Canada’s mountains, lakes, rivers and forests offer the opportunity to indulge in a vast range of outdoor pursuits. We’ve concentrated on fishing, hiking, skiing and canoeing – four of Canada’s most popular activities – and on the national parks, which have been established to preserve and make accessible the best of the Canadian landscape.
Other popular activities such as whale-watching, riding and rafting are covered in some detail in the main text. Once in Canada you can rely on finding outfitters, equipment rental, charters, tours and guides to help you in most areas; tourist offices invariably carry full details or contact numbers.
The national parks
Canada’s 42 national parks are administered by Parks Canada (w pc.gc.ca), and local staff based at park information centres. Visit these to pick up special permits if you intend to fish or camp in the backcountry, and for information and audiovisual displays on flora, fauna and outdoor activities. Many offer talks and nature walks presented by park naturalists, as well as reports on snow, weather and recent bear sightings. The national parks system also administers 167 National Historic Sites – important historical sites dotted around the country.
Supplementing the national parks is a network of provincial parks in every province in the country. Entry to these parks is sometimes free, though often you’ll have to pay a small fee of around $5. You’ll also have to pay for fishing and hunting permits as well as campgrounds on top of this; specifics vary from province to province.
National park permits
All those entering Canada’s national sites and parks require a park permit, regardless of their mode of transport, though permits are most commonly sold to cover all those entering in a particular vehicle from a roadside booth on the park boundary. This costs around $7.80 to $9.80 per person per day with concessions for the young and old. If you intend to visit a number of national parks and sites, it might be worth investing in an annual Discovery Pass, which provides one adult unlimited admission to all parks and national historic sites for $67.70; family or group passes, covering a whole car-load of people, cost around double.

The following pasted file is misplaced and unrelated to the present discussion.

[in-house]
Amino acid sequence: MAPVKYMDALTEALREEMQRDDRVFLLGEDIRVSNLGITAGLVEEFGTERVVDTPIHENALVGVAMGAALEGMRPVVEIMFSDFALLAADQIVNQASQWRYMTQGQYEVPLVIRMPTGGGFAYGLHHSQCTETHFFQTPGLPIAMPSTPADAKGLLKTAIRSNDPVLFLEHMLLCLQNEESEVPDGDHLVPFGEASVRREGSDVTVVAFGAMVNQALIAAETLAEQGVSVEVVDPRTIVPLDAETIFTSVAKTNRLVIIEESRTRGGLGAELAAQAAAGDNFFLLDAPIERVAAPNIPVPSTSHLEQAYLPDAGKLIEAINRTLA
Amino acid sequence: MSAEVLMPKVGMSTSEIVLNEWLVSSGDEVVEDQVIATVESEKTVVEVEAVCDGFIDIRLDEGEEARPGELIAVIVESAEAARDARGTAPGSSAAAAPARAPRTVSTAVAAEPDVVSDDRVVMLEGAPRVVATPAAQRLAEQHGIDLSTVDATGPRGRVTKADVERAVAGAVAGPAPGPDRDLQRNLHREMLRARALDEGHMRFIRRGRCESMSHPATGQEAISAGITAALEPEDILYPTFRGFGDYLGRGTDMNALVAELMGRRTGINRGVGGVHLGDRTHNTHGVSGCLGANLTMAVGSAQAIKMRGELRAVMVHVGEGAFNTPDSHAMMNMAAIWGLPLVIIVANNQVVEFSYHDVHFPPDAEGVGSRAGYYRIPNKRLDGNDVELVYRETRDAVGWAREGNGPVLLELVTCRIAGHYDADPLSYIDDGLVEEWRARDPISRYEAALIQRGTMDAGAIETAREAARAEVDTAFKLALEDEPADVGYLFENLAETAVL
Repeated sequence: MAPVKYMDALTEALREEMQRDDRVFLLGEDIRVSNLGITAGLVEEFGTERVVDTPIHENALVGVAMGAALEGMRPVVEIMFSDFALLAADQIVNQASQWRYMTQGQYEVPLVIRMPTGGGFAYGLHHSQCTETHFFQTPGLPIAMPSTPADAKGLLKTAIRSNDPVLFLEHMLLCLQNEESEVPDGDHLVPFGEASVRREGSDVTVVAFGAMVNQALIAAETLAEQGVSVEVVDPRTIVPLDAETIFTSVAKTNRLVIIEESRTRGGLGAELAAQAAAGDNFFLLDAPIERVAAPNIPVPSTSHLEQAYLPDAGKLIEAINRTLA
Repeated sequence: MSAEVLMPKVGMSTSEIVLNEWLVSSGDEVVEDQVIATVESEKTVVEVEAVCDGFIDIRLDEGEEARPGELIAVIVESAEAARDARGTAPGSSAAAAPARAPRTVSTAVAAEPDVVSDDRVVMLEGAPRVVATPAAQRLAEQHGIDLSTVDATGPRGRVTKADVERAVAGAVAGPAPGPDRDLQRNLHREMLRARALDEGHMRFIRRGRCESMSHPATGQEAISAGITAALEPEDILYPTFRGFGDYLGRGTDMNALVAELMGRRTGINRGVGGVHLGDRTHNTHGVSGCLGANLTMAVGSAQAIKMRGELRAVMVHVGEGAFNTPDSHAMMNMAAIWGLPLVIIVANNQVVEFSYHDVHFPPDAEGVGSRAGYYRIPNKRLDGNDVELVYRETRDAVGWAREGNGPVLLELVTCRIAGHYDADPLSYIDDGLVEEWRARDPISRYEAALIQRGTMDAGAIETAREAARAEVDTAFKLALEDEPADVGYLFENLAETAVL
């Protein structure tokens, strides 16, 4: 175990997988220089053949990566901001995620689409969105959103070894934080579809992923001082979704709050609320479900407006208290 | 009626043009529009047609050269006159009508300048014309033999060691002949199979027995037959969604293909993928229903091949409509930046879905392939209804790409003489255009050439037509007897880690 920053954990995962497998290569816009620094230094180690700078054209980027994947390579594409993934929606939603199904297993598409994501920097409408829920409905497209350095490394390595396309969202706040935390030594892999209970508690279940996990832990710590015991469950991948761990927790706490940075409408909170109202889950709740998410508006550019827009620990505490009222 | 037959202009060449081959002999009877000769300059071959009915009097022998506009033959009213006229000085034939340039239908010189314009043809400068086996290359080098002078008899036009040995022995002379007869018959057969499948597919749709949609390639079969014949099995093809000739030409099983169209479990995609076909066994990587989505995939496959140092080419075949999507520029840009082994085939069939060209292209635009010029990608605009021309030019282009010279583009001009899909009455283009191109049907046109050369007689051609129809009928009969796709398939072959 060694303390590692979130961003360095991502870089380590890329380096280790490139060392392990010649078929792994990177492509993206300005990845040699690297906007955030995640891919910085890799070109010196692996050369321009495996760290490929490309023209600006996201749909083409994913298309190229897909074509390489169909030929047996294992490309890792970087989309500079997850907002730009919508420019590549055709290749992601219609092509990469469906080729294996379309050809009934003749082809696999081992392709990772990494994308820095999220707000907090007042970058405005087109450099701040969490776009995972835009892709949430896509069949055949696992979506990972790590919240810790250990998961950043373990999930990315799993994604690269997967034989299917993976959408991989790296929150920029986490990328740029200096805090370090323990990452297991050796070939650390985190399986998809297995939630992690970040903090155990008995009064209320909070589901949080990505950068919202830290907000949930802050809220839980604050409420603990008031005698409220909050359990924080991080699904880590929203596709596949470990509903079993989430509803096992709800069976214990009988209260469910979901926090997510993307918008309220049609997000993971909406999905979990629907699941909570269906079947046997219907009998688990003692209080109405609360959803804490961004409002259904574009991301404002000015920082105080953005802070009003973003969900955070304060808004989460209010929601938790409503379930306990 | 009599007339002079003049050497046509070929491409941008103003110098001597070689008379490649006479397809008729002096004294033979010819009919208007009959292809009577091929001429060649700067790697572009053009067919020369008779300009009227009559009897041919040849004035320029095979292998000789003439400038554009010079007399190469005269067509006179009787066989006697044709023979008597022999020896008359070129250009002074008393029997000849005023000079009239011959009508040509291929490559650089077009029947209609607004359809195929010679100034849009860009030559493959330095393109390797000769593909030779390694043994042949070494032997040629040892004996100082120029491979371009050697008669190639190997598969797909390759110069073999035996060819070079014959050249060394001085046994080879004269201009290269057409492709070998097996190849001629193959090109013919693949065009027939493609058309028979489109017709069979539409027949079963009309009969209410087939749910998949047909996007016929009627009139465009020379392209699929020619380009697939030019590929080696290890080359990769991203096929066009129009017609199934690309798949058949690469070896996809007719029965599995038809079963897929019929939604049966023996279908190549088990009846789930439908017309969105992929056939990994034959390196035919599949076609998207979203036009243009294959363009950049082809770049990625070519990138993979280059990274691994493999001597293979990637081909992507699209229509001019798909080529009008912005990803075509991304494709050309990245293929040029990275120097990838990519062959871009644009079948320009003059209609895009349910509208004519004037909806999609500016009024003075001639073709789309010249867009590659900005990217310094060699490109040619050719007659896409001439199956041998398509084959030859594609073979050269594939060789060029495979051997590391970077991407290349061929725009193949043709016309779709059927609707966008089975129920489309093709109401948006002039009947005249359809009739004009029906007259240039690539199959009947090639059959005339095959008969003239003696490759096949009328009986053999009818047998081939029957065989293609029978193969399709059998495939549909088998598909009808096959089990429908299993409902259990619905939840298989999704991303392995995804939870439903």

Additional permits are also required to fish (see Bears, cougars and snakes) and backcountry camp in national parks: both are generally available from park information centres.
Canada boasts some of North America’s finest hiking, and whatever your ability or ambition you’ll find a walk to suit almost anywhere in the country. All the national and many provincial parks have well-marked and well-maintained trails, and a visit to any park centre or local tourist office will furnish you with adequate maps of the usually very easily followed local paths. If you’re venturing into the backcountry try to obtain the appropriate 1:50,000 sheet from the Canadian Topographical Series. For key hiking areas we’ve given a brief summary of the best trails in the appropriate parts of the Guide, though with over 1500km of paths in Banff National Park alone, these recommendations only scratch the surface. Park staff can advise on other good walks, and detailed trail guides are widely available for most popular regions.